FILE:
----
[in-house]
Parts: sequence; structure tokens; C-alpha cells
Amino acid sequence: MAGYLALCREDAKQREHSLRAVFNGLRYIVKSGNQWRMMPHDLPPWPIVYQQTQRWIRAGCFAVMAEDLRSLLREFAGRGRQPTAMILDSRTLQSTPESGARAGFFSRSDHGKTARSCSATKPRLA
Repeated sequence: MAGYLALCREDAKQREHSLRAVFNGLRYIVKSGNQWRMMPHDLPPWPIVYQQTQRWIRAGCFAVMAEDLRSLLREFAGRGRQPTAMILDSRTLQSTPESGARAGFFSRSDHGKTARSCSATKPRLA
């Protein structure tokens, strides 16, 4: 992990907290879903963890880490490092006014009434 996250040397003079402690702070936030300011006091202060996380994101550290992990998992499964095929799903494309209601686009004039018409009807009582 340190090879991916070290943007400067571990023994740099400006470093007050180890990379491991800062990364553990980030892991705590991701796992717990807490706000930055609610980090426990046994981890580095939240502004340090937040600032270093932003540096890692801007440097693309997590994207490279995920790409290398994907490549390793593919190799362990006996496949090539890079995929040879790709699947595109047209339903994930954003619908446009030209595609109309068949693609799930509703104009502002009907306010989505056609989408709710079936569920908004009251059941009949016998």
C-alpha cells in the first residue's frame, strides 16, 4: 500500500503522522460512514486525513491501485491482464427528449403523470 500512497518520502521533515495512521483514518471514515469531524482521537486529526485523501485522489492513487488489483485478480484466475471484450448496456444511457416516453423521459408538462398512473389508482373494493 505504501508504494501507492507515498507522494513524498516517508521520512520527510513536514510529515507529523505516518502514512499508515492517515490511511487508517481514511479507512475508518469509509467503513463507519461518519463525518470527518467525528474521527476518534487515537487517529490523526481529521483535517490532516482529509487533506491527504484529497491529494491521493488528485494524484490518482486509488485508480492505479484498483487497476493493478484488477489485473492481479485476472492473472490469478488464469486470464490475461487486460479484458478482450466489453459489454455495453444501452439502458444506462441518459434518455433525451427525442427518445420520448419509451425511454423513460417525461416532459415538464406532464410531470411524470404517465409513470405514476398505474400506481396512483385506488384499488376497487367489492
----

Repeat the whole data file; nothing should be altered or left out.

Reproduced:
[in-house]
Parts: sequence; structure tokens; C-alpha cells
Amino acid sequence: MAGYLALCREDAKQREHSLRAVFNGLRYIVKSGNQWRMMPHDLPPWPIVYQQTQRWIRAGCFAVMAEDLRSLLREFAGRGRQPTAMILDSRTLQSTPESGARAGFFSRSDHGKTARSCSATKPRLA
Repeated sequence: MAGYLALCREDAKQREHSLRAVFNGLRYIVKSGNQWRMMPHDLPPWPIVYQQTQRWIRAGCFAVMAEDLRSLLREFAGRGRQPTAMILDSRTLQSTPESGARAGFFSRSDHGKTARSCSATKPRLA
């Protein structure tokens, strides 16, 4: 992990907290879903963890880490490092006014009434 996250040397003079402690702070936030300011006091202060996380994101550290992990998992499964095929799903494309209601686009004039018409009807009582 340190090879991916070290943007400067571990023994740099400006470093007050180890990379491991800062990364553990980030892991705590991701796992717990807490706000930055609610980090426990046994981890580095939240502004340090937040600032270093932003540096890692801007440097693309997590994207490279995920790409290398994907490549390793593919190799362990006996496949090539890079995929040879790709699947595109047209339903994930954003619908446009030209595609109309068949693609799930509703104009502002009907306010989505056609989408709710079936569920908004009251059941009949016998």
C-alpha cells in the first residue's frame, strides 16, 4: 500500500503522522460512514486525513491501485491482464427528449403523470 500512497518520502521533515495512521483514518471514515469531524482521537486529526485523501485522489492513487488489483485478480484466475471484450448496456444511457416516453423521459408538462398512473389508482373494493 505504501508504494501507492507515498507522494513524498516517508521520512520527510513536514510529515507529523505516518502514512499508515492517515490511511487508517481514511479507512475508518469509509467503513463507519461518519463525518470527518467525528474521527476518534487515537487517529490523526481529521483535517490532516482529509487533506491527504484529497491529494491521493488528485494524484490518482486509488485508480492505479484498483487497476493493478484488477489485473492481479485476472492473472490469478488464469486470464490475461487486460479484458478482450466489453459489454455495453444501452439502458444506462441518459434518455433525451427525442427518445420520448419509451425511454423513460417525461416532459415538464406532464410531470411524470404517465409513470405514476398505474400506481396512483385506488384499488376497487367489492